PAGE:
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Mark Igloliorte: katinngak

June 20 - August 5, 2022

katinngak is an exhibition of new and recent sculptural installations in conversation with earlier video work by Nunatsiavut artist, essayist and educator Mark Igloliorte. With a heavy emphasis on process, repetition, and experimentation, Igloliorte weaves together concepts and themes that include observational engagement, skateboard culture and public space, and language. Igloliorte's methodology also acts as a pedagogy when navigating colonial institutions, activating public space and his own journey learning Inuktitut.

katinngak is presented in conjunction with the Inuit Studies Conference 2022: Auviqsaqtut which takes place at The University of Winnipeg and Qaumajuq/Winnipeg Art Gallery from June 19 – 22. Auviqsaqtut [Ouuuv-vick-suk-took] can be translated to cutting blocks to make an iglu, or working together to build an iglu. Auviqsaqtuq evokes themes of collaboration, Inuit Qaujimajatuqangit, sharing intergenerational knowledge, and building something together.

About the artist
Mark Igloliorte (Inuk, Nunatsiavut) is an artist, essayist and educator. He is an associate professor of Frameworks and Interventions in Indigenous Art Practices, Department of Studio Arts, at Concordia University. His work investigates relating to Indigenous futures through a grounding in embodied practices and language. His use of the kayak, kamutik (Inuit sled) and skateboard speak to the land and how it is traversed and with specific ties to a pre-colonial past and an indigenized future. Igloliorte has two new public works, Saputiit - Fish Weir and Skateboard Plaza - Fish Weir, commissioned for Nuit Blanche Toronto 2022.

About the Curator
Franchesca Hebert-Spence currently resides in Ottawa is Anishinaabe from Winnipeg, Manitoba, her grandmother Marion Ida Spence was from Sagkeeng First Nation, on Lake Winnipeg, Manitoba. The foundation of her creative practice stems from Ishkabatens Waasa Gaa Inaabateg, Brandon University Visual and Aboriginal Arts program. She has begun as a PhD student in Cultural Mediations (Visual Culture) at Carleton University and will look at the presence of guest/host protocols within Indigenous methodological practices with a focus on visual art in Canada. 


Monday - Friday between 1:00 and 4:00 pm from June 20 until August 5, 2022 (closed July 1 & August 1).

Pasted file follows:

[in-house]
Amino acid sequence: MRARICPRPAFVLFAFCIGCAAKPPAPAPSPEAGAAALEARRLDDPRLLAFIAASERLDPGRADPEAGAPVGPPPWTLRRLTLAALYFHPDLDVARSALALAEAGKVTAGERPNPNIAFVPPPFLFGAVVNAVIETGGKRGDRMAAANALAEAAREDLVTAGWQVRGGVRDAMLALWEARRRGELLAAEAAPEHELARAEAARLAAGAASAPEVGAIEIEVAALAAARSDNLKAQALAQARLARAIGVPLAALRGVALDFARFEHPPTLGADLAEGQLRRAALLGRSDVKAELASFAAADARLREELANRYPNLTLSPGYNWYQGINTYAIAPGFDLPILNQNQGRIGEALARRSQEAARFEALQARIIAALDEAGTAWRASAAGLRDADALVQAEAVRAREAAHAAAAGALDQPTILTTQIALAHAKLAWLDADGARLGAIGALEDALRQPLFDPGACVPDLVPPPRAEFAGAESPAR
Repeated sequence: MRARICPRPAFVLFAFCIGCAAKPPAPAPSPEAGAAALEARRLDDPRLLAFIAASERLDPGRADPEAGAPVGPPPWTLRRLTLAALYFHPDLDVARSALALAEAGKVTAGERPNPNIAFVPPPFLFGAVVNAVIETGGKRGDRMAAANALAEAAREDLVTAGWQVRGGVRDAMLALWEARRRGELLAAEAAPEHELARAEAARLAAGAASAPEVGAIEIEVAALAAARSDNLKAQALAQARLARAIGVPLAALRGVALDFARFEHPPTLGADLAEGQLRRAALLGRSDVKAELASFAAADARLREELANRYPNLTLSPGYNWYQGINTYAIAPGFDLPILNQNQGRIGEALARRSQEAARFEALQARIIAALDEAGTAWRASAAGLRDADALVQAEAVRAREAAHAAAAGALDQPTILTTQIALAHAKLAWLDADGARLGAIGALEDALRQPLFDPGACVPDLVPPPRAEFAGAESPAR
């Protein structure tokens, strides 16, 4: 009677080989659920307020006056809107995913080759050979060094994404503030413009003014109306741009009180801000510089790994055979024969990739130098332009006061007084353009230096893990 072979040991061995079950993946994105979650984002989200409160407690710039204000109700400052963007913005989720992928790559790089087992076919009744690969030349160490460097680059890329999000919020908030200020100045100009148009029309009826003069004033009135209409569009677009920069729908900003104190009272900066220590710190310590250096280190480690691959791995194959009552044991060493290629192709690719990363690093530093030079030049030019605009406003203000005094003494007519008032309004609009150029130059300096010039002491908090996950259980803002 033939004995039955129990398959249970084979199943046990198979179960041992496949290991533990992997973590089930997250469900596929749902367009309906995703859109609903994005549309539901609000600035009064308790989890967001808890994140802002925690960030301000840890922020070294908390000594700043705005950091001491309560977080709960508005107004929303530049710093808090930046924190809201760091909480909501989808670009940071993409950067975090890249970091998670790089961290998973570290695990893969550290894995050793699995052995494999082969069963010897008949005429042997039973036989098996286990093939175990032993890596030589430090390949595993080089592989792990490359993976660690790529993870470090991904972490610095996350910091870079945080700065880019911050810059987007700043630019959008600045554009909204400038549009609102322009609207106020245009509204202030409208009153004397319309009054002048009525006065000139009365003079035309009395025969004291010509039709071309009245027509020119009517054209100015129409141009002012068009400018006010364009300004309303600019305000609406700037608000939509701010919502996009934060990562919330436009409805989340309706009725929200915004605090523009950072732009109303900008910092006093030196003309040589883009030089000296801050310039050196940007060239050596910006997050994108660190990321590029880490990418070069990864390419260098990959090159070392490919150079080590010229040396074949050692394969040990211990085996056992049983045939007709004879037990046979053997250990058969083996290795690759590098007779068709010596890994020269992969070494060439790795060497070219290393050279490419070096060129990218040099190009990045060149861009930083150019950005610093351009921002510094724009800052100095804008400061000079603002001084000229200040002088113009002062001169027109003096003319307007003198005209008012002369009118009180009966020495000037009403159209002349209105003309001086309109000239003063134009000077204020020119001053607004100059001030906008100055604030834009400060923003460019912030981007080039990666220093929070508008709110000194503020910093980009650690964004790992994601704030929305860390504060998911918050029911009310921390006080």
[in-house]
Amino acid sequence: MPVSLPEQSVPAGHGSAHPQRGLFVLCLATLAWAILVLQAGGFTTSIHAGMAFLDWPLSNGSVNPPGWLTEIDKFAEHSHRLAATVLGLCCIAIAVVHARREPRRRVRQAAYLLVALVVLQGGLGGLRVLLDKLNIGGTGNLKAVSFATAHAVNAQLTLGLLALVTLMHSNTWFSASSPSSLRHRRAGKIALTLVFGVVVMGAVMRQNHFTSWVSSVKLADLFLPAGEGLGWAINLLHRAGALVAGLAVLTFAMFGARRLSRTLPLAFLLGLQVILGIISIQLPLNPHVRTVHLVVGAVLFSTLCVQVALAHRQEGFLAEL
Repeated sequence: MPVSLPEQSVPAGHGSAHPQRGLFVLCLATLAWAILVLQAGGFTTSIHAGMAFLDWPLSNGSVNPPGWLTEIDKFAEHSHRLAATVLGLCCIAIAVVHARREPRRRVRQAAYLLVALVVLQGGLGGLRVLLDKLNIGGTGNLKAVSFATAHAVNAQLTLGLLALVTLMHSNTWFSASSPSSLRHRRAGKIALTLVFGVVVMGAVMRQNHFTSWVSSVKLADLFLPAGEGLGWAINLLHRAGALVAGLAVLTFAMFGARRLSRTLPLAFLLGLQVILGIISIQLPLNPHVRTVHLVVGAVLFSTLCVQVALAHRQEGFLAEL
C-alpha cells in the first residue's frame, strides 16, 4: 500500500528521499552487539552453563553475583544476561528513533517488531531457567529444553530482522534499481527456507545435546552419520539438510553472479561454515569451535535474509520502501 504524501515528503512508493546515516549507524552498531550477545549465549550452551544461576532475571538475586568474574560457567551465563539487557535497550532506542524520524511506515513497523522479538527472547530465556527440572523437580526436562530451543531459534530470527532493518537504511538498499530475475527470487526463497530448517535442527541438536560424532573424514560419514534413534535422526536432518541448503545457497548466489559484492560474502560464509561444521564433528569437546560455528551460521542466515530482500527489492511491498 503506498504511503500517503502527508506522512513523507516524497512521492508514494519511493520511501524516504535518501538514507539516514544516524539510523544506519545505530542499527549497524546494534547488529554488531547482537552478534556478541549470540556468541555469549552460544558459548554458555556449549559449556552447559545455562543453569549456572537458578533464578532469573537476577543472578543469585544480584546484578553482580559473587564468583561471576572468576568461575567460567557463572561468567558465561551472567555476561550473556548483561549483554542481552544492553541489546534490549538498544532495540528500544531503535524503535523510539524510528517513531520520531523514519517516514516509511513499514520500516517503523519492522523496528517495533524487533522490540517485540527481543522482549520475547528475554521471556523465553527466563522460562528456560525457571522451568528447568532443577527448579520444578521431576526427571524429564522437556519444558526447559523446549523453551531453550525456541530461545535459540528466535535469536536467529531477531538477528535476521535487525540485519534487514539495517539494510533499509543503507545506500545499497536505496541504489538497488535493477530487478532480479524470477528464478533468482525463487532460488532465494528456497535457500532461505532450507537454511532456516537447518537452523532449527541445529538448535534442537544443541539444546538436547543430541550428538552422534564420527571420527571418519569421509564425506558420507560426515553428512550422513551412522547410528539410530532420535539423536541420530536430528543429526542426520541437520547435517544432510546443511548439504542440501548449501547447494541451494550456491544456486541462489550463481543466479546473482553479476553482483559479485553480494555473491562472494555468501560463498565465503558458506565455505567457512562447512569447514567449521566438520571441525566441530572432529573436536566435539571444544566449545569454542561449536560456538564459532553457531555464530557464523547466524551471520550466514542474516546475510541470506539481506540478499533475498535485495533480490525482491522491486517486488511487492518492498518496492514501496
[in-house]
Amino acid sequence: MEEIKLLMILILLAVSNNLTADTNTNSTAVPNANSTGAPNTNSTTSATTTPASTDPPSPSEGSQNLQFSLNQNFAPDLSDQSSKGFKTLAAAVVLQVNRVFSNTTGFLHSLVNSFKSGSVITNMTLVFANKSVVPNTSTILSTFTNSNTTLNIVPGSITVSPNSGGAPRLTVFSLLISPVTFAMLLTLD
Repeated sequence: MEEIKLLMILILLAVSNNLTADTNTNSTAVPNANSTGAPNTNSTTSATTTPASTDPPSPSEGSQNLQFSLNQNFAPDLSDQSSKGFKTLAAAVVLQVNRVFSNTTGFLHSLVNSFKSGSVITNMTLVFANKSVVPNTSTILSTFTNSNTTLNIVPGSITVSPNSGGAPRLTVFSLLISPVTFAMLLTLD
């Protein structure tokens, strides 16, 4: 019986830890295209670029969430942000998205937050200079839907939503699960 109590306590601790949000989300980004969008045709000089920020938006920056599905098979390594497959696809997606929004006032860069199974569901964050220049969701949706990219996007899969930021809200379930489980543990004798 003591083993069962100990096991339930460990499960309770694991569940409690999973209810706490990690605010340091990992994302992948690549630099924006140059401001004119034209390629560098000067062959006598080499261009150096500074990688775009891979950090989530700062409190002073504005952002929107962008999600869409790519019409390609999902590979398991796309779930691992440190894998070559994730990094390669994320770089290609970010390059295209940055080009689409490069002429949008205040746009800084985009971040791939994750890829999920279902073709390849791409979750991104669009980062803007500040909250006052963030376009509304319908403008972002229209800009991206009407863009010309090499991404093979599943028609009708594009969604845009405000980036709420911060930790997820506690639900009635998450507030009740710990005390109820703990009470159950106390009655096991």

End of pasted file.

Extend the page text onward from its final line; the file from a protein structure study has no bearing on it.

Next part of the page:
June 20 at 12:00 pm in Gallery 1C03
Join us for a conversation with artists Mark Bennett and Mark Igloliorte and curator Franchesca Hebert-Spence.

June 20 from 6:00 - 8:00 pm at Aabijijiwan New Media Lab
3rd floor, 599 Portage Avenue
Join us for a reception to celebrate Mark Bennett and Mark Igloliorte, Aabijijiwan's artists in residence. We will demo new immersive work, Augmented Reality, 3D printing, student curated vitrines, and games with some great company, food and drinks. 

Maps of The University of Winnipeg campus, including accessibility and parking maps, can be found here. Visitor entrance to Gallery 1C03 is via Centennial Hall which is equipped with auto-door openers. Doors are locked and visitors must press the intercom button and state that they are here to visit the Gallery. Upon entering, sign in at the Security desk. The gallery is just down the hall and our doors will be propped open when open for viewing. There is a gender-neutral, accessible washroom less than 100 feet from the Gallery entrance. Mask use is required when indoors on campus.

Gallery 1C03 is on Treaty 1 Territory. We are located on the territories of the Anishinaabeg, Cree, Oji-Cree, Dakota and Dene peoples, and the homeland of the Métis Nation. Our water is sourced from Shoal Lake 40 First Nation.

Gallery 1C03 gratefully acknowledges financial assistance for katinngak from Auviqsaqtut, The Space Between Us, Aabijijiwan Media Lab and Kishaadigeh Collaborative Research Centre, Inuit Futures in Arts Leadership.